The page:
SA gun amnesty ends; Russia strengthens poaching laws; jail for target-shooting solider; crazy liberationists; Ridgeline winners; Abela’s jobs; NSW deer season over; Narooma’s shooting heats up; Canada registry’s data deleted; Sunraysia signs up.
SA gun amnesty winds up
The “most successful” gun amnesty in South Australia’s history has ended, resulting in 2783 firearms being handed in. The vast majority were unwanted or unregistered Category A and B firearms, along with only 168 handguns, 105 C/D longarms and 13 ‘prescribed’ weapons (77 were yet to be identified). One was a rocket launcher. All the guns will be destroyed. Police were happy to see them all “off the streets”, but the amnesty was more a conscience-clearing exercise for people as tougher penalties come into place in SA. Victoria’s current amnesty will run until the end of this month, and Queensland plans to run one when its new gun laws are approved.
Russia strengthens anti-poaching laws
Amid claims that poaching has been responsible for the loss of as much as 97% of the world’s tiger population since 2000, Russia is about to get tougher on the killers and traffickers with new laws that make possession, transportation and trade in endangered species a crime. Currently, it is only illegal under Russian law to kill the animals, a law poachers got around by claiming they’d found the animals dead. One man was recently found with eight tiger skins in Russia, which is a major source for the black market. Russia was the first nation to grant full protection to tigers and conservation efforts have helped some populations recover to stable levels.
Jail for would-be Olympic solider?
World champion pistol shooter Morgan Cook faces up to two years in jail under British law for having a cache of ammunition. The army sergeant-major, who was almost selected to represent his country at the 2012 Olympics, had 40,000 rounds of .22 ammo in his house, along with 3750 rounds of 5.56mm ammo, 600 rounds of 9mm and seven 5.56mm tracer bullets. Pleading guilty to the charges, he told the court the 5.56 rounds were leftovers from competitions. He will be sentenced on 9 November.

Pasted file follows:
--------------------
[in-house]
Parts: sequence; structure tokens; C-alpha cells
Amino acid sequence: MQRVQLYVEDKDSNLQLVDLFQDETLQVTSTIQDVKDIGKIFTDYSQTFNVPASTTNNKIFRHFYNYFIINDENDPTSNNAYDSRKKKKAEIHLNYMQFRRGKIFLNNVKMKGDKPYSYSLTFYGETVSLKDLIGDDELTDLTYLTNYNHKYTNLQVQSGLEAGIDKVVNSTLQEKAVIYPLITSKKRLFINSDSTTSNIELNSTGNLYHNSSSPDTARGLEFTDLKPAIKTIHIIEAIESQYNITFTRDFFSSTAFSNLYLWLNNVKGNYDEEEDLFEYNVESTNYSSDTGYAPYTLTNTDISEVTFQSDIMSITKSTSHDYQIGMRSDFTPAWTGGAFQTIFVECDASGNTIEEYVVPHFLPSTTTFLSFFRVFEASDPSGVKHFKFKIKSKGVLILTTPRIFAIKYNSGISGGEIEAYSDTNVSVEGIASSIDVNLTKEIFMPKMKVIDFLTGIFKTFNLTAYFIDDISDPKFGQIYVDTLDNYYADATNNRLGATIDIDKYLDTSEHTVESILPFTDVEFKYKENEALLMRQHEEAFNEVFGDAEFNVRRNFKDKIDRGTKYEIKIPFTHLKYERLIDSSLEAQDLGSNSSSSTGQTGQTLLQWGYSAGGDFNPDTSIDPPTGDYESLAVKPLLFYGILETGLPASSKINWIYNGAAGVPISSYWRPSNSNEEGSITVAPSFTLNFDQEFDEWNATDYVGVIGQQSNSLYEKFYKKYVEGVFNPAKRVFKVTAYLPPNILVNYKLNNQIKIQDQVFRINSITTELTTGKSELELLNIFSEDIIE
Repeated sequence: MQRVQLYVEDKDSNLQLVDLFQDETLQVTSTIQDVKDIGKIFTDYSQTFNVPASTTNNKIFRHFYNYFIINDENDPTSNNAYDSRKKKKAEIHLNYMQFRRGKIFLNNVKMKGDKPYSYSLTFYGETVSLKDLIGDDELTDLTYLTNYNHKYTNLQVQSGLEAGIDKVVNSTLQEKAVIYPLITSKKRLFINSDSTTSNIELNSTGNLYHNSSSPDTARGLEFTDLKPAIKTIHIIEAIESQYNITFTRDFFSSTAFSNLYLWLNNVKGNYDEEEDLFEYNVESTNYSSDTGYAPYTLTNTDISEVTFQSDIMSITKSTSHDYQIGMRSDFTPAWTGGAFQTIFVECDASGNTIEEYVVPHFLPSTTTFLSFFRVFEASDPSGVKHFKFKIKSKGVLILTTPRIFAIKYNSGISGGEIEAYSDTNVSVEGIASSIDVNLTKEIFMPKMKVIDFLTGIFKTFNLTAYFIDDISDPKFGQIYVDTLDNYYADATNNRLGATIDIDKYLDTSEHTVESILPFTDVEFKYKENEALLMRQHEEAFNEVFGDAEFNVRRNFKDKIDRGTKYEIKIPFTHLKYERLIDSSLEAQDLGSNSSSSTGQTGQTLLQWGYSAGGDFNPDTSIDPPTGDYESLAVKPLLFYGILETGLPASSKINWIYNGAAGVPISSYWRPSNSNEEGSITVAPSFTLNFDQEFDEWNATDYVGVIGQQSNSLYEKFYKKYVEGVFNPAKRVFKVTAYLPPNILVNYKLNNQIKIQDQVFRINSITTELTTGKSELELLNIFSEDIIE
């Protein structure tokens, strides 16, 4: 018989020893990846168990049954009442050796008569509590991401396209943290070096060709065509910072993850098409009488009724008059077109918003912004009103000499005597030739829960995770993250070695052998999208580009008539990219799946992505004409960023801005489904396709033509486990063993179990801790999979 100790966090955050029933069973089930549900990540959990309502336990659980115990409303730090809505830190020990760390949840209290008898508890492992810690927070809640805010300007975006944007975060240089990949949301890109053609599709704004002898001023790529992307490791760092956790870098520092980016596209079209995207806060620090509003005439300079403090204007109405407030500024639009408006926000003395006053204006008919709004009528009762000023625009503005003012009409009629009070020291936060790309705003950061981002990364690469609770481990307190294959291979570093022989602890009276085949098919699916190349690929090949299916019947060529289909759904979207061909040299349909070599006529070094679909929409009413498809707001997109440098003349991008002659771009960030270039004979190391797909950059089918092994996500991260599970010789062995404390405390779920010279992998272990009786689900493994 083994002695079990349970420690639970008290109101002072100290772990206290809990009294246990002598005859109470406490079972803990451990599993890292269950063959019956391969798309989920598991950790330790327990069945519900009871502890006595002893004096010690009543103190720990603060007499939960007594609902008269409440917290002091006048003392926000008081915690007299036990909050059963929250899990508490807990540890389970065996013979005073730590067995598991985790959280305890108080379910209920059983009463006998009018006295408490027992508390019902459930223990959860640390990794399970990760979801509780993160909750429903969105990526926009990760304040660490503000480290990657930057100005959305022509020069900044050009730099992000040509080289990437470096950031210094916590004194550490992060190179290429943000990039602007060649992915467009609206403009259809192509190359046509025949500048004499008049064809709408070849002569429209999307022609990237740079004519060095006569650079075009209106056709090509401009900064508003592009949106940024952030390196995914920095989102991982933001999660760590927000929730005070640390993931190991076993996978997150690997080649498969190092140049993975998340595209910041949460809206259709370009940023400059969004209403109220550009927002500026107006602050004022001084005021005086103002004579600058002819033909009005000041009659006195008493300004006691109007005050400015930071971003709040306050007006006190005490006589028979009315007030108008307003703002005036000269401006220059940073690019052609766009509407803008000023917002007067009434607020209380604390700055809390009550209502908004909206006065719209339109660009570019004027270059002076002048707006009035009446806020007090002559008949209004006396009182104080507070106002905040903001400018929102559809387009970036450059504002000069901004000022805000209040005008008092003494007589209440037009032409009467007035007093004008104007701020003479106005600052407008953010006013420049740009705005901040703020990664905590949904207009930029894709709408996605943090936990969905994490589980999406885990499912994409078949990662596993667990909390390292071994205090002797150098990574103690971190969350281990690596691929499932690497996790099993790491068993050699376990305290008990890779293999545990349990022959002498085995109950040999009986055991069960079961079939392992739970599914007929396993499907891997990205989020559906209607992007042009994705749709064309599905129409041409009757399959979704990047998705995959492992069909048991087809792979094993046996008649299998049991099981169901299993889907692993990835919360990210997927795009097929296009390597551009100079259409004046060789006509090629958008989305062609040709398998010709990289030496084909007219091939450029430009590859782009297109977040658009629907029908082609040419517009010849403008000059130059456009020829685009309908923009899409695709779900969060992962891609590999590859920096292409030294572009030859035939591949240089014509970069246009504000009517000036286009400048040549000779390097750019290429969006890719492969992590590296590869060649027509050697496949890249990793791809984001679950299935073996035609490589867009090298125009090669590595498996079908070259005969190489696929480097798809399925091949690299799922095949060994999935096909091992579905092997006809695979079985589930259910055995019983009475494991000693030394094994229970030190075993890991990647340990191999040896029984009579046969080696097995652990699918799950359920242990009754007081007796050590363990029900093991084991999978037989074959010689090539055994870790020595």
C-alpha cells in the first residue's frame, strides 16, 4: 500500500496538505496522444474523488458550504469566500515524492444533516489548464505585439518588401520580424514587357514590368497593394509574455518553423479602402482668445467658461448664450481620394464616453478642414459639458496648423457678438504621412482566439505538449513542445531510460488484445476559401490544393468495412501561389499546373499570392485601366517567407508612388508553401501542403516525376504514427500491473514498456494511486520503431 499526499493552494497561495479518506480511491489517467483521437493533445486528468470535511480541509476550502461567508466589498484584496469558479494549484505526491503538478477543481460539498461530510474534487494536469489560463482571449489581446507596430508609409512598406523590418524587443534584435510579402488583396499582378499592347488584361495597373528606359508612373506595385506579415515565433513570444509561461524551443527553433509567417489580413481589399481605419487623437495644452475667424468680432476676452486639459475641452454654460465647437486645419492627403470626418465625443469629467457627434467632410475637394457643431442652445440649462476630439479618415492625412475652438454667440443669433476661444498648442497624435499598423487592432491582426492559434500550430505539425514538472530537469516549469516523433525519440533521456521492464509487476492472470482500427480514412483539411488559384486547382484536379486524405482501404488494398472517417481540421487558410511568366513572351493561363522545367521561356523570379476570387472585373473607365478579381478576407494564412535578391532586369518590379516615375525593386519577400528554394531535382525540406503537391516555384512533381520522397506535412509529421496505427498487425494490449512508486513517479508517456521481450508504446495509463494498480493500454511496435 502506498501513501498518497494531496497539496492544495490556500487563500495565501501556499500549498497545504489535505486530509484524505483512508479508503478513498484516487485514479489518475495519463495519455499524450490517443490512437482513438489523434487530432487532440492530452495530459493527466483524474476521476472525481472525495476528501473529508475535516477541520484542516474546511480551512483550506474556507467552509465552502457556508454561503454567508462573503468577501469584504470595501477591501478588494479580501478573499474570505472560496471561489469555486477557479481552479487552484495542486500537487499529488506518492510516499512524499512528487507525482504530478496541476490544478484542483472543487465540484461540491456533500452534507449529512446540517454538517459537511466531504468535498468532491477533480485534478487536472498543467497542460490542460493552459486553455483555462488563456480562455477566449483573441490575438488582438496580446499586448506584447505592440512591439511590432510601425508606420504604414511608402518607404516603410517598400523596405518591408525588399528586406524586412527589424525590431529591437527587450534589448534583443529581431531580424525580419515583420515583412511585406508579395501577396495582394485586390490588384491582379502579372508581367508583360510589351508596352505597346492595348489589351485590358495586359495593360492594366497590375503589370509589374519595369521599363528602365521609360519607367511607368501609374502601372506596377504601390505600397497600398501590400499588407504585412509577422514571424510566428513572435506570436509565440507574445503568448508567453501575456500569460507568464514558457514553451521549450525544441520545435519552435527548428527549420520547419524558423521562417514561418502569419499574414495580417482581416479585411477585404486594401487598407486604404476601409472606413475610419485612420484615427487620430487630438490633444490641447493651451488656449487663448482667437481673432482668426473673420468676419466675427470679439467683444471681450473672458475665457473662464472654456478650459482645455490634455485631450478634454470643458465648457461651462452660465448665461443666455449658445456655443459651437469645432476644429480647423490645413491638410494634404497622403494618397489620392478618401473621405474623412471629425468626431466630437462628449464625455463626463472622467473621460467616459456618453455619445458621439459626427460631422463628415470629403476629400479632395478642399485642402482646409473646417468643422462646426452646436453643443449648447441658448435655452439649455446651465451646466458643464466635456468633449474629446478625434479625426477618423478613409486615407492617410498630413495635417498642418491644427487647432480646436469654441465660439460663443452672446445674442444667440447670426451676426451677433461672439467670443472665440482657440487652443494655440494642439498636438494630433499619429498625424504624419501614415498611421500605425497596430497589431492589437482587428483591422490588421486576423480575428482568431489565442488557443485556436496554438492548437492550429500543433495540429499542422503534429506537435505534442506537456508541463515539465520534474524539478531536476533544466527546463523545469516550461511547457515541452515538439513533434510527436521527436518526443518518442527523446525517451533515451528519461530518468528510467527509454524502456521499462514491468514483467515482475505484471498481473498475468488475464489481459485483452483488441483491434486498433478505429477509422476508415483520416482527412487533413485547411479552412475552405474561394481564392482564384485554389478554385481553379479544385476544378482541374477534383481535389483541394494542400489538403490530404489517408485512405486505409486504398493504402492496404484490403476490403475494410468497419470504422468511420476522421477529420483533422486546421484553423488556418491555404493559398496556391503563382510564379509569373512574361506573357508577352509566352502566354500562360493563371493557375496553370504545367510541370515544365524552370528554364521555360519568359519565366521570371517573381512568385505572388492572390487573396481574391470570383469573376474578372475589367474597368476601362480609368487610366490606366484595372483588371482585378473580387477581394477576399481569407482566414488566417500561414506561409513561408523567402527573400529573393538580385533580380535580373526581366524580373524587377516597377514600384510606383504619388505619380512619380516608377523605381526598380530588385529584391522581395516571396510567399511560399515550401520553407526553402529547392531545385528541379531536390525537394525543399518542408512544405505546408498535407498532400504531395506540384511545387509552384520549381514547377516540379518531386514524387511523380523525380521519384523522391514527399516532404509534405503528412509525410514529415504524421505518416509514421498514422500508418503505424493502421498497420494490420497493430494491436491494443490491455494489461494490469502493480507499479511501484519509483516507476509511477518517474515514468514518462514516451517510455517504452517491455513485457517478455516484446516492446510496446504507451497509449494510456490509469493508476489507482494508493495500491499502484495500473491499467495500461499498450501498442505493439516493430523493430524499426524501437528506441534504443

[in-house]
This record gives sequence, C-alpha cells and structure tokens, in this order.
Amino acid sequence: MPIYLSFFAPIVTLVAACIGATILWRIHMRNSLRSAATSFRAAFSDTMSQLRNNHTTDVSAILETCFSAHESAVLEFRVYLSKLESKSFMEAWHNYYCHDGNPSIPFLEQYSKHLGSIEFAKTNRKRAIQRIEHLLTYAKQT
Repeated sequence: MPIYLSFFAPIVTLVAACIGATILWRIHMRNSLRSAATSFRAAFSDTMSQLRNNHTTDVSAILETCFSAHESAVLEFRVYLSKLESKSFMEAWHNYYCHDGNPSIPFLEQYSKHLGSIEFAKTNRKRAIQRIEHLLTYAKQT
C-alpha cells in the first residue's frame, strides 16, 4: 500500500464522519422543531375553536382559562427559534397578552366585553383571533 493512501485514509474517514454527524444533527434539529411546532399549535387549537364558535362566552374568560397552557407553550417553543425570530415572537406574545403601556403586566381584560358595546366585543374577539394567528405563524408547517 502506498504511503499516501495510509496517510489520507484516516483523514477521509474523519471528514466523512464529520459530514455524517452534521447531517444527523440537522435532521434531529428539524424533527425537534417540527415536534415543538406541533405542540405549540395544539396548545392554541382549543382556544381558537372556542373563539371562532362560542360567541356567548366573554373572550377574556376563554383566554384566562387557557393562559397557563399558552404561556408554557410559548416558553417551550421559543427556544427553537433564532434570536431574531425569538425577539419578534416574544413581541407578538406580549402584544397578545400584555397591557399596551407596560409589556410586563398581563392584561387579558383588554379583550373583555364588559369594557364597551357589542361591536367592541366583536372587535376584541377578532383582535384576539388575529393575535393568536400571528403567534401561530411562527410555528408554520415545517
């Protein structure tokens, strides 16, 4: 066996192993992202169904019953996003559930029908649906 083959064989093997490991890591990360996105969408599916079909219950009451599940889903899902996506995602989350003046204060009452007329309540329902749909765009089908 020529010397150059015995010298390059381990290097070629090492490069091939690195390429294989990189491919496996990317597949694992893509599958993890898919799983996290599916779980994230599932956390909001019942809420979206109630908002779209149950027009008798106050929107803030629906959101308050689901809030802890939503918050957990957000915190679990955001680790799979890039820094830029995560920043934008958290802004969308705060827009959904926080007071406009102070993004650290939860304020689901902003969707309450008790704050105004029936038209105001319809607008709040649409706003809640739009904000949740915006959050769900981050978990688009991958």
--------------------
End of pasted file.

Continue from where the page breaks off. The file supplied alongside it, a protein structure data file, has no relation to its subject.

Those crazy liberationists
Animal libbers are not renowned for their sense. In the surreal world of Orange County, California, PETA wants a roadside memorial erected “in memory of hundreds of fish who suffered and died” after a traffic accident last month involving a truck carrying hundreds of live bass to market. More seriously, animal rights advocates are threatening to kill each other’s pets. Yes. This story, which is too bizarre to summarise here, defies all reason.
Ridgeline photo competition winners
We had joint winners of our Ridgeline hunting photo competition for October. Justin Wann and Andrew Rawles have each won a Ridgeline bumbag for their shots, which feature youngsters enjoying our sport. Check them out on this page.
Abela’s job openings
Abela’s Gun Shop in Campbelltown has taken another step towards completing its establishment, setting up a test online shop and inviting shooters to apply for jobs at the new superstore. The positions include sales and service roles and a dispatch/mail order manager. Email firstname.lastname@example.org or call (02) 4626 3222 to apply.
NSW deer season is closed
Deer season ended in NSW this week. Fallow, red, wapiti and hog deer may not be hunted until the new season begins next year.
Narooma’s shooting heats up
Not only has the NSW South Coast shire of Eurobodalla approved Huntfest, it has celebrated the shooting success of one of its school students. Mayor Lindsay Brown greeted students who won scholarships with the South East Regional Academy of Sports, one of whom is rifle shooter Shane Ison. Meanwhile, the Game Council has visited the Huntfest site with organisers from the South Coast Hunters Club. Game Council CEO Brian Boyle described Huntfest as “a great initiative”. The Narooma News covered it well.
Canada gun registry’s lights are out
Canada’s Minister for Public Safety has announced the last of the data held by the nation’s gun registry has been deleted. Restricted weapons are still covered, and the province of Qebec maintains its own data, but the national registry of longarms has now gone. Shooters’ celebrations remained reserved while they say there is more to be done to ensure excessive gun control is beaten back.
Sunraysia signs up
Field and Game’s Sunraysia branch recently put the finishing touches on a massive makeover, creating an impressive entrance (click on the thumbnail below) that leaves no doubt where you’ve arrived. Along with a new skeet house, fences, paint and much more, the work was funded by the Mallee Catchment Management Authority’s flood recovery program. After nine months of hard yakka, the branch celebrated with a dinner for 80 people, followed by shooting clays under the lights.